Click here to view


The first step: Counting the initial infusion rate of the citrate solution in terms of blood flow rate in the extracorporeal circuit.

The initial infusion rate of 4% trisodium citrate (commercially available product in China) is determined by the target blood citrate level (3–5 mmol/L) in the extracorporeal circuit [Figure 2].[4] The molecular weight of trisodium citrate is 294 g/mol, and the molar concentration of 4% trisodium citrate is 136 mmol/L.[5] If the blood flow rate is 150 ml/min (9000 ml/h), supposing an initial infusion rate of 4% trisodium citrate is X (ml/h), and the target blood citrate level in the extracorporeal circuit is 4 mmol/L, then a formula could be built as follows:
Figure 2: The schematic diagram of postdilution continuous venovenous hemofiltration with regional citrate anticoagulation

Click here to view


(136 mmol/L × X)/9000 = 4 mmol/L

X = 265 ml/h

As the blood flow rate changes, the infusion rate of the citrate solution changes accordingly [Table 1].
Table 1: Blood flow rate and matched citrate infusion rate by the target blood citrate level of 4 mmol/L in the filter

Click here to view


In summary, if the blood flow rate is set at Y (ml/min) and the target blood citrate concentration is C (mmol/L) in the filter, and X (ml/h) is the initial infusion rate of 4% trisodium citrate, then the formula is as follows:

136X/60Y = C

X = 0.44 × C × Y (ml/h)

The second step: Adjusting the infusion rate of the citrate solution in terms of the postfilter ionized calcium concentration monitoring.

After the initial citrate infusion rate is determined, the adjustment of citrate infusion rate depends on the serum ionized calcium concentration in the postfilter. During CRRT, postfilter ionized calcium level is recommended to maintain at 0.25–0.35 mmol/L [Figure 2].[6],[7],[8] The first measurement is suggested at 30 or 60 min after the start of CRRT with RCA. A study showed that systemic citrate concentration, ionized calcium levels, and the rate of calcium supplementation were substantially variable within the first 2–4 h of RCA.[9] Thus, postfilter ionized calcium levels should be monitored hourly within the first 4 h of RCA, and the citrate infusion rate should be adjusted according to the monitored results [Table 2]. If the postfilter ionized calcium level is in the range of 0.25–0.35 mmol/L, we suggest monitoring the postfilter ionized calcium level every 4 h; if the postfilter ionized calcium level is not in this range, the infusion rate of 4% trisodium citrate needs to be adjusted [Table 2], and the postfilter ionized calcium level should be repeated within 1 h after each adjustment.[10]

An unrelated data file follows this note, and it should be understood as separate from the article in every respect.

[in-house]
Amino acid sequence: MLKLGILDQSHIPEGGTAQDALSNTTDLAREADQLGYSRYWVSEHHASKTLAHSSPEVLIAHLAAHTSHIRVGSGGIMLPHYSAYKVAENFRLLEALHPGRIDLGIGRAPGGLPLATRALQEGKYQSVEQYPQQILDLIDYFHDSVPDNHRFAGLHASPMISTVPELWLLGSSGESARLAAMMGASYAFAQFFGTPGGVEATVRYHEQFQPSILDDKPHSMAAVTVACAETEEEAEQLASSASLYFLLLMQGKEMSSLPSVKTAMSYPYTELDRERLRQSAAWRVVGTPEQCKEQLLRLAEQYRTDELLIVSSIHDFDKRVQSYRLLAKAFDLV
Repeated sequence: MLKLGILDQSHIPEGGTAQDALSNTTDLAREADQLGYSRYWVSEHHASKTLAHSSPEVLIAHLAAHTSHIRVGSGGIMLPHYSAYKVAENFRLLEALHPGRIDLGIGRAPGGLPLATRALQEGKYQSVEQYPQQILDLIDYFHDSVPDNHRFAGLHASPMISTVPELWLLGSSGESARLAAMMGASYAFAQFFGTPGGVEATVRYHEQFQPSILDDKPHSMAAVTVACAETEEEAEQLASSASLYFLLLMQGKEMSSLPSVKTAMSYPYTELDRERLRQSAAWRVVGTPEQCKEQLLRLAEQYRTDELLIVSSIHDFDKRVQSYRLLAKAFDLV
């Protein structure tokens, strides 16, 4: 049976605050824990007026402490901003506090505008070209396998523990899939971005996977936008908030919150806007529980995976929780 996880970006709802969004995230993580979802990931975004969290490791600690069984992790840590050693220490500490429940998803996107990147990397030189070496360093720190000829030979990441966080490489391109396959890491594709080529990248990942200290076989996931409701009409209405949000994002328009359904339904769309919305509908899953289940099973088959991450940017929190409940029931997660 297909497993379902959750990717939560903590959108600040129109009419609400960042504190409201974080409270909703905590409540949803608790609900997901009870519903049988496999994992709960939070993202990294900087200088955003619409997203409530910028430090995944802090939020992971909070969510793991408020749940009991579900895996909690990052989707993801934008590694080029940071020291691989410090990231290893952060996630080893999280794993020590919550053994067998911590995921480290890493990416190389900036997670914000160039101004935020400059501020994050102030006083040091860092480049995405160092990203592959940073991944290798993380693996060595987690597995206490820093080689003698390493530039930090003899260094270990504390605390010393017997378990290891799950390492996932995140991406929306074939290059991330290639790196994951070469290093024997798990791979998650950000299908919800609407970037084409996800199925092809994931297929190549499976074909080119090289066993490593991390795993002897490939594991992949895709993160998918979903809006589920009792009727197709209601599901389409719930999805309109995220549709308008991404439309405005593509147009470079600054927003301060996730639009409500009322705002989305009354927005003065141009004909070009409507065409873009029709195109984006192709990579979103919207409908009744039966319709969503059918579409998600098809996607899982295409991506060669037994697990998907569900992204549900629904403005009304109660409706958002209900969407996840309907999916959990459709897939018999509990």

Table 2: Adjustment of citrate infusion rate in terms of postfilter ionized calcium concentration monitoring

Click here to view


If the serum ionized calcium concentration in the postfilter does not reach the target of anticoagulation, increasing the citrate infusion rate and/or decreasing the blood flow rate in the extracorporeal circuit could be considered, which can both reduce serum ionized calcium concentration in the filter and ensure the target postfilter ionized calcium concentration appropriately.[6],[11]

The third step: Setting the initial infusion rate of calcium solution in terms of calcium loss rate by CVVH.